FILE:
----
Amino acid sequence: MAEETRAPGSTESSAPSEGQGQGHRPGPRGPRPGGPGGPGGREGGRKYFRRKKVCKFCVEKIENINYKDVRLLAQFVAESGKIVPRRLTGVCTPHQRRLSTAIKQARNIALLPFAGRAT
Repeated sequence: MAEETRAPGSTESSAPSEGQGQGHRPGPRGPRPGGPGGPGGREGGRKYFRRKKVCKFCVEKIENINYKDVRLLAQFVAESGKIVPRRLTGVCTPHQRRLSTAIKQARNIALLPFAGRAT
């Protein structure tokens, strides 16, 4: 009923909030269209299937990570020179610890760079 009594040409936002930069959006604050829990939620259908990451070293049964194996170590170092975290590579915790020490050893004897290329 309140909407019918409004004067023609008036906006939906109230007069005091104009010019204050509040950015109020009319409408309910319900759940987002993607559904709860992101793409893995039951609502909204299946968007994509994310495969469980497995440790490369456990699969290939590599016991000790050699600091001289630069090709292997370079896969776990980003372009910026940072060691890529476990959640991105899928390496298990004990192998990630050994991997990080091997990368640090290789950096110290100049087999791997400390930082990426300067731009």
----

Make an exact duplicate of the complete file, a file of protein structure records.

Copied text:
Amino acid sequence: MAEETRAPGSTESSAPSEGQGQGHRPGPRGPRPGGPGGPGGREGGRKYFRRKKVCKFCVEKIENINYKDVRLLAQFVAESGKIVPRRLTGVCTPHQRRLSTAIKQARNIALLPFAGRAT
Repeated sequence: MAEETRAPGSTESSAPSEGQGQGHRPGPRGPRPGGPGGPGGREGGRKYFRRKKVCKFCVEKIENINYKDVRLLAQFVAESGKIVPRRLTGVCTPHQRRLSTAIKQARNIALLPFAGRAT
């Protein structure tokens, strides 16, 4: 009923909030269209299937990570020179610890760079 009594040409936002930069959006604050829990939620259908990451070293049964194996170590170092975290590579915790020490050893004897290329 309140909407019918409004004067023609008036906006939906109230007069005091104009010019204050509040950015109020009319409408309910319900759940987002993607559904709860992101793409893995039951609502909204299946968007994509994310495969469980497995440790490369456990699969290939590599016991000790050699600091001289630069090709292997370079896969776990980003372009910026940072060691890529476990959640991105899928390496298990004990192998990630050994991997990080091997990368640090290789950096110290100049087999791997400390930082990426300067731009």